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Airstrike Efficiency in Somalia Questioned by US AFRICOM Chief

© WikipediaAn MQ-9 Reaper, a hunter-killer surveillance UAV
An MQ-9 Reaper, a hunter-killer surveillance UAV - Sputnik International
The US military’s onslaught of airstrikes in Somalia “aren’t going to defeat al-Shabab,” the head of US Africa Command (AFRICOM) told the Senate on Thursday.

Al-Shabab, a jihadist terror group that has pledged loyalty to al-Qaeda, ultimately will not be defeated by airstrikes, Gen. Thomas Waldhauser said in comments to the Senate Armed Services Committee.

This training, which included firing multiple weapon systems and different fire maneuvers, is to prepare the Marines to provide limited support in the event of a crisis in the U.S. Africom area of responsibility - Sputnik International
AFRICOM ‘Exerts a Huge Influence’ in Africa, Steps Up Airstrikes in Somalia

Meanwhile, under US President Donald Trump, the Pentagon has tripled the number of airstrikes it carries out in Somalia on an annual basis, The Nation reported Thursday.

The strikes are "causing problems" for the group, but the Somali military should expand in size and efficiency if the militant group is to be thwarted, the general noted. Still, it remains an "open question" whether the strikes go far in deterring the group, the Marine general said.

That airstrikes will not wipe out al-Shabab does not imply the US is letting up on the tactic. AFRICOM has carried out two airstrikes in the past 48 hours, the command announced Friday. The airstrike Wednesday killed 11 militants, while the Thursday strike neutralized four militants, combining for a total of 15 dead. AFRICOM also claimed that "it was assessed no civilians were injured or killed in either airstrike."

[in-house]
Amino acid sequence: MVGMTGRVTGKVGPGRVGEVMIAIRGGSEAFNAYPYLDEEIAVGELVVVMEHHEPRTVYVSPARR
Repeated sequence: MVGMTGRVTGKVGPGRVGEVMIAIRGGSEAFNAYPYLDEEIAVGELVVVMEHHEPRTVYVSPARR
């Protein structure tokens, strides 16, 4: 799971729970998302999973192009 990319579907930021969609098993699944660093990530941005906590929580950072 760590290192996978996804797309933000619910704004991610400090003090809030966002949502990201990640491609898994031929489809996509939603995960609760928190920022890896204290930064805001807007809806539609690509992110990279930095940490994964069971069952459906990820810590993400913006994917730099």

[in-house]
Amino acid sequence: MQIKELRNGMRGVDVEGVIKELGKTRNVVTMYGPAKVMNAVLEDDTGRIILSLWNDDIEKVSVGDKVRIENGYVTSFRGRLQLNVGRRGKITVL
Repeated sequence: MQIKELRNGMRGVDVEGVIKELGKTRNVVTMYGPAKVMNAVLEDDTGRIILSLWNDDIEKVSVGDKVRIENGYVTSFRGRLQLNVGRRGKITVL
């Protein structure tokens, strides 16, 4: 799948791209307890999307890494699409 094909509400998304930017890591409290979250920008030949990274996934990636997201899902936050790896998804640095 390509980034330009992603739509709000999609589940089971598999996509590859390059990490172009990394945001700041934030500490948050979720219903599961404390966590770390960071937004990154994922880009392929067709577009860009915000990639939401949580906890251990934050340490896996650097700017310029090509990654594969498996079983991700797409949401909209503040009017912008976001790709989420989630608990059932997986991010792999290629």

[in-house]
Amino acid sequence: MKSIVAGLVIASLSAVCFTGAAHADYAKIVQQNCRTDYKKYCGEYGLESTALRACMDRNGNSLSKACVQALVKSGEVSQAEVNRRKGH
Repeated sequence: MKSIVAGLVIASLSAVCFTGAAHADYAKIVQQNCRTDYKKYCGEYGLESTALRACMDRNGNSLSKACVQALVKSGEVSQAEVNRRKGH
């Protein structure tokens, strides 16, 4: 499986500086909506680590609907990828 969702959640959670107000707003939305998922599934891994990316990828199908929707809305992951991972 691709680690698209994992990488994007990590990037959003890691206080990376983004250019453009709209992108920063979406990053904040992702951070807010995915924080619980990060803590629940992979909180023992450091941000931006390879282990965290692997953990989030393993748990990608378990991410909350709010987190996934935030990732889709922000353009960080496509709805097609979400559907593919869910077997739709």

Al-Shabaab fighters display weopons as they conduct military exercises in northern Mogadishu, Somalia - Sputnik International
One US Soldier Killed, Four Injured in Attack in Somalia

On a curious note, Sputnik News previously carried part of a January 24 report by the Associated Press that said AFRICOM was ending the practice of announcing how many militants were killed by US airstrikes. At the time, an AFRICOM spokesman told the outlet that only the Somali government would release this information. AFRICOM's practice of releasing enemy casualty data has evidently resumed.

AFRICOM said in a Friday release that it plans to keep working "with its partners to transfer the responsibility for the long-term security in Somalia from AMISOM to the Federal Government of Somalia and its Member States." AMISOM refers to the African Union Mission in Somalia, which started in 2007.

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